"That was one of the things that really got Eddie to clam up."
The second incident occurred during the 1986 season, when the late Edward Bennett Williams -- then the Orioles' owner -- expressed dissatisfaction with Murray's performance to reporters during a rain delay. Murray soon demanded a trade, but the Orioles did not oblige until after the miserable 1988 season, during which the team lost 107 games.
"I just wish people would understand that not everybody seeks notoriety," Murray said this January during a news conference following his election to the Hall on his first ballot. Asked about his silence, he said, "I couldn't win that fight. It's not a level playing field."
Undoubtedly, Murray was (and still is, in some regards, as the hitting coach of the Cleveland Indians and a prospective big-league manager) a complicated figure. Rather than looking for absolutes -- bad guy or good guy? -- it is more helpful to examine the vast gray areas in his personality.
"There was a part of Eddie that always had to be angry," said Richard Justice, who covered the Orioles for The Washington Post from 1984 to 1990 and now writes for the Houston Chronicle. "It was either the umpires, the media or the front office. Mostly, it was the media."
Justice remembers once writing an unflattering story about Murray and later being tapped on the shoulder by bullpen coach Elrod Hendricks on a team flight. "The captain [Murray] wants to see you in the back of the plane," Hendricks said.
When Justice went back there, Murray held up Justice's story in The Post, then made a slashing motion across his throat.
"For a long time, he was my go-to guy -- every day," Justice said. "But I've seen him do things to people that you just wouldn't do."
"At one point with me, he said he had talked to some people who know me and decided he trusted me," Stetka said. "But even then, it wasn't like I could go up to him and get any good postgame quotes. He didn't like to talk about details. He didn't like to talk about himself."
Just as some would dispute the assertion that Murray was always rude to the media, others question whether he was always a great guy in the clubhouse, as his teammates almost universally claim.
"I think back to the end of his Orioles career when he was so sour," said Ken Rosenthal, who covered the Orioles for the Sun from 1987 to 1990 and was a columnist when Murray returned to the Orioles in 1995.
Rosenthal argued that the "Why Not?" Orioles of 1989 -- who shocked baseball by contending for the division title all the way to the final weekend of the season following a 107-loss season the year before -- would not have been possible if Murray were still on the team.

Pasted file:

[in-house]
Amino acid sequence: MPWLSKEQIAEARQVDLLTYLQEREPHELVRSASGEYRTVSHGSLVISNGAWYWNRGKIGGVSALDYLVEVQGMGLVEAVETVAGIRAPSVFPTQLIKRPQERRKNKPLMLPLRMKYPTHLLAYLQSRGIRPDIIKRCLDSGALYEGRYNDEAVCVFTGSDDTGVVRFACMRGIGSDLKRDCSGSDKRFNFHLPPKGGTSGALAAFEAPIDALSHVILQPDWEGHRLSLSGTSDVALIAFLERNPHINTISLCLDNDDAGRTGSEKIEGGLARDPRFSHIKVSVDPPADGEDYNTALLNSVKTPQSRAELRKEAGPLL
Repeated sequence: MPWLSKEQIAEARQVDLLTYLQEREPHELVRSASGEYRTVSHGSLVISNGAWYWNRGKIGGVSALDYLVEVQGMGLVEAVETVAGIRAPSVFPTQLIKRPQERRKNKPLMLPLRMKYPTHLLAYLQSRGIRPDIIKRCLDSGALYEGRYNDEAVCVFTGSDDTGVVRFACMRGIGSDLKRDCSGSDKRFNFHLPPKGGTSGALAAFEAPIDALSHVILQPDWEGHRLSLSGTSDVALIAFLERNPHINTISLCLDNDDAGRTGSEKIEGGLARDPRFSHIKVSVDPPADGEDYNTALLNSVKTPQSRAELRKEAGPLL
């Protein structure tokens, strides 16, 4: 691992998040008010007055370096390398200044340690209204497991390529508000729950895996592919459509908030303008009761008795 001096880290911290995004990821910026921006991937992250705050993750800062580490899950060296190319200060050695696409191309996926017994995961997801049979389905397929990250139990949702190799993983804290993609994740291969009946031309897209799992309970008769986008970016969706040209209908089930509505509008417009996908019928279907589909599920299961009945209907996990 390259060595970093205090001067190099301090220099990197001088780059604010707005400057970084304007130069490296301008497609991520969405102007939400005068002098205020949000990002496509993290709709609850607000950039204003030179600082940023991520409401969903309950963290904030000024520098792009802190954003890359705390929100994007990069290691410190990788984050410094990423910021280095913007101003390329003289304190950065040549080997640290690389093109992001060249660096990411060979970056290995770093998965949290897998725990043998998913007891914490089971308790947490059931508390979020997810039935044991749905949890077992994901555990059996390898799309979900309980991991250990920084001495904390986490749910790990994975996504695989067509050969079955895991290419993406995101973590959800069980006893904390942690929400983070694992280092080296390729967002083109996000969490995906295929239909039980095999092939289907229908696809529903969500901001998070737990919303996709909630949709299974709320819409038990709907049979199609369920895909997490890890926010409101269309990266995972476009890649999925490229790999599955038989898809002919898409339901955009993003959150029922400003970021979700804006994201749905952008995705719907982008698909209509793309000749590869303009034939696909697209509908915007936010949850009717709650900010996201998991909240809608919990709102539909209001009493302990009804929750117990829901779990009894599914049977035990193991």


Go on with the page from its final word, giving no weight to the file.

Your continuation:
"He wasn't the first player who ever went sour when the team crumbled around him," said Rosenthal, who now covers baseball for the Sporting News. "But in 1988, I thought he was a negative on the club, from a personality standpoint. Now, there were mitigating factors, so you can't entirely blame him. But he set the tone, and a cloud lifted when he was gone."
After the December 1988 trade to Los Angeles, the Dodgers' PR staff set up a conference call with the Los Angeles media. Murray insisted no Baltimore reporters be allowed on the call, but somehow a group of Orioles beat writers got the phone number and gathered around a speakerphone in a hotel room to listen in.
"I thought to myself, I've never heard this guy talk like this -- in paragraphs," Rosenthal said. "It was stunning to hear. If he had chosen to talk, he would have been one of the all-time greatest talkers in the game, because he was so smart."
It speaks to the respect Murray engendered that even the writers who were constantly snubbed by him harbor no ill will toward him. They understand his silence was born of an overwhelming quest for privacy, not malevolence. They understand what it means to be beloved by one's teammates; no one ever said that, for instance, about Albert Belle.
"I was more cognizant of being fair with Eddie than with any athlete I've ever covered," Kurkjian said. "I wanted to make sure I handled him properly because I didn't want to give him a reason not to speak to me.
"And in end, he didn't speak to me anyway."